The Adam Quest

Two weeks ago one of the scientists I profile in The Adam Quest, Mary Schweitzer, was featured in The Economist Magazine. Here’s the article. Do you know how rare it is for any scientist to get this kind of recognition? She’s certainly on top of the world in paleontology. And her research is really full of surprises! Very interesting stuff.

So is her life’s story, which I tell in The Adam Quest. She was a housewife raising three kids when she decided to take some courses at Montana State for personal enrichment. She took a class on dinosaurs because she remembered being interested in them as a child. (She was also a Young Earth Creationist who believed that the earth, and thus dinosaurs, were only a few thousand years old. And she had never taken science classes, because they were too hard.)

Mary’s story may be the most interesting and surprising of the scientists whom I profile, but they really are all quite fascinating people.  The theory behind the book is that it’s much harder to demonize people whom you get to know. It certainly worked that way for me.

The book comes out in two weeks. It features profiles of eleven scientists who are Christians and involved in creation-evolution discussions. They are all (or have been) working scientists, defined as science PhDs who have published papers in peer-reviewed journals. They come from different points of view regarding the age of the earth and whether God used evolutionary means to create. I think you’ll find it a very interesting read. Some of my pre-pub readers told me they couldn’t put it down.

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7 Responses to “The Adam Quest”

  1. Anthony Le Donne Says:

    Excited about this book, Tim!

  2. Clay Knick Says:

    Ordered the book!

  3. Lee Fielder Says:

    This is going to some people on my Christmas list…too bad they have to wait till 2014 to get it!

  4. ChazIng Says:

    An Adam Quest apology (and another one): http://toddcwood.blogspot.com/2014/01/an-adam-quest-apology-and-another-one.html

  5. Clay Knick Says:

    Loved this book, Tim! Great interviews, nicely written, too. I think you did a great job letting the people you interviewed speak for themselves. And I really liked your perspective given at the end of the book. Great job!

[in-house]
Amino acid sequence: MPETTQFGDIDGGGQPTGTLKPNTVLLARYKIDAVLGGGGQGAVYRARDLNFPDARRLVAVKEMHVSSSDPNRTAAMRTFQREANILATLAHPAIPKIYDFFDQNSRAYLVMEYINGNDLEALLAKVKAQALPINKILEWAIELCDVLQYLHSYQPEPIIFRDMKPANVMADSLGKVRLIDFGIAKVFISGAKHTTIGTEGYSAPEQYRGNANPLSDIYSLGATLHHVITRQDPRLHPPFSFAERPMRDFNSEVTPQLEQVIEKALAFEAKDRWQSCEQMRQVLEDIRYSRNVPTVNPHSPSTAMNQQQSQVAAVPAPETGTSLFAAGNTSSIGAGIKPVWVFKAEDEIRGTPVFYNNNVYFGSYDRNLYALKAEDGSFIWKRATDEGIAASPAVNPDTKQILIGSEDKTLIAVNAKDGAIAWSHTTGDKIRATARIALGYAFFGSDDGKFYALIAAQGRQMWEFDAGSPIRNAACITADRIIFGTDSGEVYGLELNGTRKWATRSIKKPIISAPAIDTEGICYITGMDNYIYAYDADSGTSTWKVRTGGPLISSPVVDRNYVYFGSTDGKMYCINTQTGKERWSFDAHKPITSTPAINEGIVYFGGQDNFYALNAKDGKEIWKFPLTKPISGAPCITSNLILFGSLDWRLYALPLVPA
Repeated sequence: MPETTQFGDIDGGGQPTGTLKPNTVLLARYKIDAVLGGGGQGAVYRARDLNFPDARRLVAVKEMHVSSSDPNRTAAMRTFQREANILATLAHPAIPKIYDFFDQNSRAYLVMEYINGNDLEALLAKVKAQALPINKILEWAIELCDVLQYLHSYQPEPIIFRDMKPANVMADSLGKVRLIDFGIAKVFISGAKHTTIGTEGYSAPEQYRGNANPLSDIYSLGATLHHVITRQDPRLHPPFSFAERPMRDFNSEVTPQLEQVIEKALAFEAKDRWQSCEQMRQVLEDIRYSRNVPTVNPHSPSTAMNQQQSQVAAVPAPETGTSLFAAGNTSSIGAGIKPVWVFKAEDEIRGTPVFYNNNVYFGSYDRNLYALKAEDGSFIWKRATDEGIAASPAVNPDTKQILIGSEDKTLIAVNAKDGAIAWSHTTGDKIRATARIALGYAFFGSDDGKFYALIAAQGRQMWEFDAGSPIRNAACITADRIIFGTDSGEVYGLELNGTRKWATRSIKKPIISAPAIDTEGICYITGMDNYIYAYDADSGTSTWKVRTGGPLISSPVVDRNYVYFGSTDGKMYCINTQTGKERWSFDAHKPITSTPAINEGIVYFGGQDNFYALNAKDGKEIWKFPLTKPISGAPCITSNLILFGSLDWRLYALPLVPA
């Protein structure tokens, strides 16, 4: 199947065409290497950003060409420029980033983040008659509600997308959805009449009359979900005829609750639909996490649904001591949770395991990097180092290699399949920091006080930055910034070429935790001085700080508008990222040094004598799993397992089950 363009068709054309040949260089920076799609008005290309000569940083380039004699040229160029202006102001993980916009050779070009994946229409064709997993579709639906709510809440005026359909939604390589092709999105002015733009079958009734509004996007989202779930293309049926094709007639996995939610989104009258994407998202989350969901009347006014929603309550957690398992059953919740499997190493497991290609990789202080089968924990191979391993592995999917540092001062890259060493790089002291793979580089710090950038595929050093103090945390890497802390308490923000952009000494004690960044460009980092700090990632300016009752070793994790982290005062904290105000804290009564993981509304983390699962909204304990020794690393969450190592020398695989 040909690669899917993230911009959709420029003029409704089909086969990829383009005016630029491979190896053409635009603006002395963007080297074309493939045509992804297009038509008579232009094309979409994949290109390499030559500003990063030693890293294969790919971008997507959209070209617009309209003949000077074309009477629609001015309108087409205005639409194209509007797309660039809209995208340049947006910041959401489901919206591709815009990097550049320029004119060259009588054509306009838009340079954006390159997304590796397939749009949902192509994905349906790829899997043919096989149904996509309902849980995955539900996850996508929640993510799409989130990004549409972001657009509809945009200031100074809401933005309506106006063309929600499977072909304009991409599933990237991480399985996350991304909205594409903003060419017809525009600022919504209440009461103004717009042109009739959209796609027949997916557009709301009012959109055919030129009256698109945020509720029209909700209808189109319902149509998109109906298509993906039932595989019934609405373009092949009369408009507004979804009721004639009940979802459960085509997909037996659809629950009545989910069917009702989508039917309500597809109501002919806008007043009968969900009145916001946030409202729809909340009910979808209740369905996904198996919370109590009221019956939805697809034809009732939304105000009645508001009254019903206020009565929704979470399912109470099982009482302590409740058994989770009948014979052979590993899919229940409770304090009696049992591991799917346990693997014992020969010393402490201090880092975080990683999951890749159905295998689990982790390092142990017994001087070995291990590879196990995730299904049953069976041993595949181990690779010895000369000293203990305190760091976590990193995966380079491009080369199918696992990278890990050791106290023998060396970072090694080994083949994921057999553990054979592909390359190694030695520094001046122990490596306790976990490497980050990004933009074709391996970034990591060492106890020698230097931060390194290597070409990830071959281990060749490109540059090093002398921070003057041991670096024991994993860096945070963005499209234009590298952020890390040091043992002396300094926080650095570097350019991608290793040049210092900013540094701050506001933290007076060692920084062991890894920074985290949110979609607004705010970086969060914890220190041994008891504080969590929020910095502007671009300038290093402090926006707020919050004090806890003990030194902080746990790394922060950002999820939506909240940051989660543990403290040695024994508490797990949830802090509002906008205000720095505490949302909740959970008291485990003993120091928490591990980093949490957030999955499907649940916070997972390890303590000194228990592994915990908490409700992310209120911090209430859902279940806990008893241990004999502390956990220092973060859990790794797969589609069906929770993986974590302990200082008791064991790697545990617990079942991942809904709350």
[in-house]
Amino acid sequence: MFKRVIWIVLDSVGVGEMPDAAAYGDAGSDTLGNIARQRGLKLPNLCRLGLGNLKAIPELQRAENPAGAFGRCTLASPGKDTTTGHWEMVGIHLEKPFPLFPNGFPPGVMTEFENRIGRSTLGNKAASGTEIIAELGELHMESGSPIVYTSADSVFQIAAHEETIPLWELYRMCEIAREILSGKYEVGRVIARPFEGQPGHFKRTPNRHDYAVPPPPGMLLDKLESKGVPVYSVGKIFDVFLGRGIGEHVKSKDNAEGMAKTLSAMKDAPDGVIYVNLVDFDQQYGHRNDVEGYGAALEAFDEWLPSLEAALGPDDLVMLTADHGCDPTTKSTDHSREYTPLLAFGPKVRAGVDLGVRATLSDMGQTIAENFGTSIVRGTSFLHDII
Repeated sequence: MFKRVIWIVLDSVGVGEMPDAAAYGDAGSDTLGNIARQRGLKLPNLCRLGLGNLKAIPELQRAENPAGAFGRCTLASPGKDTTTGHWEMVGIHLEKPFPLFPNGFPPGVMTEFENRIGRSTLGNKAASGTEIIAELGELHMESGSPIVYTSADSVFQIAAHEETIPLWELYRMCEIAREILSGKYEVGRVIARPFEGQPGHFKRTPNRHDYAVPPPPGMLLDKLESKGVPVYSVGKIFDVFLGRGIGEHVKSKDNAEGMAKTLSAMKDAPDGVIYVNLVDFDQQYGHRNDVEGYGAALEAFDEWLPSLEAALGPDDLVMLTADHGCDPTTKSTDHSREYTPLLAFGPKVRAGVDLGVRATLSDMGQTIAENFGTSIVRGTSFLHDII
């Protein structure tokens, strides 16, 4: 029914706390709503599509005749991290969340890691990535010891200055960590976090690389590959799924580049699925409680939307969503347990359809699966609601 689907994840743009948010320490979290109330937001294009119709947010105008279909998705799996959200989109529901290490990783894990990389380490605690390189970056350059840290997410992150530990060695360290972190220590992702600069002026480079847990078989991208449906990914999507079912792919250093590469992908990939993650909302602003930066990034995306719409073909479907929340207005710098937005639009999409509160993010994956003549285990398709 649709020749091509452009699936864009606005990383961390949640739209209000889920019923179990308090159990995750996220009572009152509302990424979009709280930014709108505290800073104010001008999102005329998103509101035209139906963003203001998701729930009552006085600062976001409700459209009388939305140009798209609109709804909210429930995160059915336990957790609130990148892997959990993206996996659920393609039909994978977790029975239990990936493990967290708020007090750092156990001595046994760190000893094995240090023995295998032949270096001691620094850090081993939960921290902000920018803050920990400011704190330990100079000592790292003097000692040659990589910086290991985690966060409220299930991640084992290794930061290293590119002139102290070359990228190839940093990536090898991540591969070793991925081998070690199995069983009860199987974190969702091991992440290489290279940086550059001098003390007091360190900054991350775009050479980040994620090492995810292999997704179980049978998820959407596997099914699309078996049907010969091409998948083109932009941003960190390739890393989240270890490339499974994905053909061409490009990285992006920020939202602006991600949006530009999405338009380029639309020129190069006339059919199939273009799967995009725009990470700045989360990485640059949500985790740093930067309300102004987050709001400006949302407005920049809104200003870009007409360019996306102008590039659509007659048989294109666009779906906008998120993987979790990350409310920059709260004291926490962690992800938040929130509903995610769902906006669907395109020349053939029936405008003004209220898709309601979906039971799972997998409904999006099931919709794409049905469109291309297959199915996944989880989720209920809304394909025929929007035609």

6. krista smith Says:

    Hello Tim,

    Could you reply with maybe your top five reading list in preparing to write this book~ you have cited so many books within the chapters (I’d love to read them all)…but I was wondering what your top ones would be. I was thinking about asking to lead a church class in going through this book later in the spring, but would want to make sure I had thoroughly read, not just your book (which I loved and read till early morning hours over the last two days), but a variety of books on all three view points. So I don’t look like an idiot if I get asked a hard question.

    :).
    Thank you for your valuable time.
    krista7smith@yahoo.com

    • timstafford Says:

      It’s hard to come up with a “top five” because the whole subject is so unresolved. The bibliography at the end of The Adam Quest would be the best source I can offer for books from each point of view. The most cogent, I would say, is Denis Alexander’s Creation or Evolution. I also like Darrel Falk’s Coming to Peace with Science. Simon Conway Morris’ two big books are pretty hard reading but very interesting, especially for an alternative way to think about the meaning of evolution.

      On the ID front, I would read Michael Behe’s Darwin’s Black Box. Fazale Rana and Hugh Ross’ Origins of Life is also good.

      For YEC, Kurt Wise’s Faith, Form and Time gives a good overview of YEC thinking.

      These are just on the science side. Biblical interpretation is another very important part of the subject. And so is philosophy of science, where Polkinghorne is particularly worthwhile (though not necessarily easy reading).

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